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How to Build Relationships with School

Posted on April 1, 2021 by opecparentinged

By Megan McQueen

As an educator and a parent, I see the value from both perspectives in building relationships between families and school. Families know their children best and have valuable insights into their children’s needs. Educators’ experience working with children and families can help build a child’s developmental stages and learning styles. When families and schools communicate well, children benefit academically, emotionally, and in their long-term goals as a learner.

Here are some ideas to support a healthy relationship with your child(ren)’s school:

Recognize your past. Some of us had challenging experiences with school in our childhoods. We may have struggled academically or felt judged by the adults at school. You might benefit from acknowledging those feelings. Free yourself from them if you can or recognize that they do not have to be your child’s experience. Your child’s teachers and school were not the ones that hurt you, so try to assume they have generous intentions. They most likely have your child’s best interests at heart. 

Notice the positive. The relationship between your child and their teacher is an important one. Speak positively about school staff in front of your child. If you have questions or criticism, center yourself, then try to engage your child in problem-solving. You can model this by asking a question (I wonder what your teacher meant by that? Maybe I should ask.) or acknowledging the difference between intention and impact (I didn’t like it when your teacher said this, but I know she meant well.) When you speak with the teacher, it may help to acknowledge their effort and intentions before bringing up concerns. Teachers care deeply about their students and their work. Feedback from you may help them support your child even better. 

If your child is older and sharing complaints with you, help them reframe the situation. Empathize with your child and validate their feelings (“I can see why that feels frustrating.”. Share a story from your high school years with a similar teacher. Connect that with a later experience that you were better prepared for because of this high school situation. If needed, help your child navigate a respectful conversation with the teacher (“Do you want my help talking with your teacher about this or do you want to do it on your own? What do you think it would be helpful to say?”. The goal is to be a team and find solutions that work for everyone. 

Gather information. When my child was young, she told me how her teacher treated another student unfairly. I was shocked. I considered trying to pull my child out of the class. Then, I remembered all the times I have heard exaggerated versions of stories from young children. I decided to talk with the teacher to learn their side of the story. After learning the truth, we had a good laugh. The takeaway: be sure you have accurate information! Also, consider your request or concern from other perspectives. Does it benefit other students as well if you speak up or ask a question? Would there be negative consequences for students? Asking the teachers for their thoughts may help you see the situation in a new way.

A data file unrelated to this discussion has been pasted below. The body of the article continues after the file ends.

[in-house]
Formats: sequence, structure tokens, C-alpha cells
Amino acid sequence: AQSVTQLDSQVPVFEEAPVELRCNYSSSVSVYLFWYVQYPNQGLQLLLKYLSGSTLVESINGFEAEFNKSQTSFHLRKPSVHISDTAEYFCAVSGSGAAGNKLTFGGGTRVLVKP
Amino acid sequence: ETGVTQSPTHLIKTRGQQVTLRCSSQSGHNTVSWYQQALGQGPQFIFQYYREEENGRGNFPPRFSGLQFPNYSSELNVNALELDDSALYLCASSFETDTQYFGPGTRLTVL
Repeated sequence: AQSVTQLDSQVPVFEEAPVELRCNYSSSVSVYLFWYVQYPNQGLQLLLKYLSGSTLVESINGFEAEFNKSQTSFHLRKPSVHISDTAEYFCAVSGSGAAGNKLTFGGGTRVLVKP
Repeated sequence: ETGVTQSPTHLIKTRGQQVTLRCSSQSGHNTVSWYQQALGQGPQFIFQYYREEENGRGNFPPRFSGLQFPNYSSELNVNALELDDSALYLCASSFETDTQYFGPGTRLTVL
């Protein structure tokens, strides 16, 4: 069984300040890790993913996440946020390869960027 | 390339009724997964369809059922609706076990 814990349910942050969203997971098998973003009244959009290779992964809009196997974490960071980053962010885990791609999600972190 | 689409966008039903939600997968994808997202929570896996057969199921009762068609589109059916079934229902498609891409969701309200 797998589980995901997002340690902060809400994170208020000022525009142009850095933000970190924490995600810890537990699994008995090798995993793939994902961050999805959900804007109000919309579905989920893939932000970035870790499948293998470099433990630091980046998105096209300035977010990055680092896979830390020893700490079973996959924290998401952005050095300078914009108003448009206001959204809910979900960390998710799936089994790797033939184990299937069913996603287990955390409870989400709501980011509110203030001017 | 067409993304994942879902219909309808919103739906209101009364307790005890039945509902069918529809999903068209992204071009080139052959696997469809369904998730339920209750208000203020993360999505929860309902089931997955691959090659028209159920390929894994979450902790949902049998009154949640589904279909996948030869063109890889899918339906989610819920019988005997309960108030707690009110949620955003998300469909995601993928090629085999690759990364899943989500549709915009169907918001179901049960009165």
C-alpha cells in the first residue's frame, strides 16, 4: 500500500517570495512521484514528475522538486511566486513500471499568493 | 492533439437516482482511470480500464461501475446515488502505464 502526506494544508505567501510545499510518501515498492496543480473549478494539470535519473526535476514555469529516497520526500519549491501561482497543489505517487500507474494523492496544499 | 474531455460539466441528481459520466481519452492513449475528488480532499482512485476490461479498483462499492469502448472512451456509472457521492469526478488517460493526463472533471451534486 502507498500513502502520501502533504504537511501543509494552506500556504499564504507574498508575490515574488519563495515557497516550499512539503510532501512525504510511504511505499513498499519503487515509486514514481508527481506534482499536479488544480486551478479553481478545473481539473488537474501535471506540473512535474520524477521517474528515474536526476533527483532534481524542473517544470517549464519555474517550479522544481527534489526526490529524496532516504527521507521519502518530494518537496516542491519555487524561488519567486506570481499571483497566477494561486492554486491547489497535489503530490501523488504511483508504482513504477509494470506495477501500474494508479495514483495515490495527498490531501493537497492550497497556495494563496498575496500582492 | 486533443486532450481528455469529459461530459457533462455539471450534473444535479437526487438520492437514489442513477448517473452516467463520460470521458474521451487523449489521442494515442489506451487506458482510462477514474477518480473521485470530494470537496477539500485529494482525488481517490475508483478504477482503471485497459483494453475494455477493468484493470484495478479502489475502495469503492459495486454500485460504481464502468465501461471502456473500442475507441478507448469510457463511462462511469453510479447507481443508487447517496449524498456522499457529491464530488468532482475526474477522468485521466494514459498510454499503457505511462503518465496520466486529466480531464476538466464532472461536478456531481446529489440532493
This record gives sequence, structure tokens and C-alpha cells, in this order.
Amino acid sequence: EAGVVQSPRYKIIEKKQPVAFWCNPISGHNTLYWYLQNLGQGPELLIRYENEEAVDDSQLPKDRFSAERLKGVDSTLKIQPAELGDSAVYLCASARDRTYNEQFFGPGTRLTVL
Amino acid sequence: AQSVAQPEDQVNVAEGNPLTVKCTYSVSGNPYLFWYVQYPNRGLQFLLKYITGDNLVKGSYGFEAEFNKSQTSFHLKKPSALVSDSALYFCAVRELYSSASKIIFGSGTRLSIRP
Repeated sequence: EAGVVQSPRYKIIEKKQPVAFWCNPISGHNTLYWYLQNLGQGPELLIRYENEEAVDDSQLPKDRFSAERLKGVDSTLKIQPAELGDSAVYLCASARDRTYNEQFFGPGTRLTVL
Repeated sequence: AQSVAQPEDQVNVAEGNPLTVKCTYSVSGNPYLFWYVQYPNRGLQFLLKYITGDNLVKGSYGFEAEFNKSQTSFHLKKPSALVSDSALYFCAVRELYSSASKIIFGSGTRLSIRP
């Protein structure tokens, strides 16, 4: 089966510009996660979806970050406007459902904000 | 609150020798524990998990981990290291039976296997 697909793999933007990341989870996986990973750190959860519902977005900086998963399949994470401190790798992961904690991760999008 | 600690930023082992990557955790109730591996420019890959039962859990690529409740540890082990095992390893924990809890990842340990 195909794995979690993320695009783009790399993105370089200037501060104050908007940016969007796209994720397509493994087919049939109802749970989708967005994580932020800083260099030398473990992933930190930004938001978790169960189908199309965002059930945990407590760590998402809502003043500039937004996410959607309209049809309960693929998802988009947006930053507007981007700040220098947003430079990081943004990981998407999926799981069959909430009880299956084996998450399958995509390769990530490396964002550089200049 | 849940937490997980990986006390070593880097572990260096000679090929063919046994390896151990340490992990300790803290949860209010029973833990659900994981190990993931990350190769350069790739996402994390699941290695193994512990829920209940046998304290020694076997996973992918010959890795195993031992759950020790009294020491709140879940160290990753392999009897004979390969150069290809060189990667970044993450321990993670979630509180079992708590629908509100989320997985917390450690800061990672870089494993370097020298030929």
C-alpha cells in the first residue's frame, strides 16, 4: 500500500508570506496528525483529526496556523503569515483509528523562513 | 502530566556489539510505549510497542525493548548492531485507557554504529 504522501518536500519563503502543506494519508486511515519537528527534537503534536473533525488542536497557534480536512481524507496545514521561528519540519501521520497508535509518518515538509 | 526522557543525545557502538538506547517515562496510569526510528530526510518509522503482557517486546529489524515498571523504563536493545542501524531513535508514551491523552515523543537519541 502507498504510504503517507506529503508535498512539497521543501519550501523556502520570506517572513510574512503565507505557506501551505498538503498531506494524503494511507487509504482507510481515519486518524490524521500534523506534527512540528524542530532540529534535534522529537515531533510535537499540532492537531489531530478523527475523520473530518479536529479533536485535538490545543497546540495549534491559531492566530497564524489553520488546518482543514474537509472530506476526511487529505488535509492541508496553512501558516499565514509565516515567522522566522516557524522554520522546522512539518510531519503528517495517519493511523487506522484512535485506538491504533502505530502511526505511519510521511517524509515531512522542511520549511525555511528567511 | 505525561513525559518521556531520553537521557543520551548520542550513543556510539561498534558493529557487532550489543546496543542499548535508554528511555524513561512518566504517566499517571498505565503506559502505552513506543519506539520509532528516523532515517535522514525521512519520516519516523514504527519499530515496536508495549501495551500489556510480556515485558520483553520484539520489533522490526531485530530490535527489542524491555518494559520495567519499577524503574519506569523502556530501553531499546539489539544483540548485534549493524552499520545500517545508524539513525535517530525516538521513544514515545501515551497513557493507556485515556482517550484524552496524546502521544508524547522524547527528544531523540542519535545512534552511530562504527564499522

Advocate for your child. Because you know your child and their needs better than anyone, you have an essential voice in their education. You can be a cheerleader for your child and encourage school staff. Enter into a conversation with the mindset that you will create a plan that will work for everyone together. It helps to offer solutions and to spend time working on the partnership between home and school. Recently, teacher and parent Reiko Foster, shared an email template she uses when contacting her children’s teachers. 

As an educator, I have learned a tremendous amount from listening to families. I am better because of these conversations. When partnering with my children’s teachers, I appreciate their experience with specific age-groups that has added to my understanding of my children. Advocating for my children has not always been easy, but entering the conversations with a curious heart for a collective solution has helped. 

Megan McQueen is a warmhearted teacher, coach, consultant, and writer. She grounds her work in empathetic education, importing a strong sense of community and social skills to those with which she works. Megan prioritizes emotional learning and problem solving skills. When not at work, she is most likely playing with her husband, two children, and pup. 

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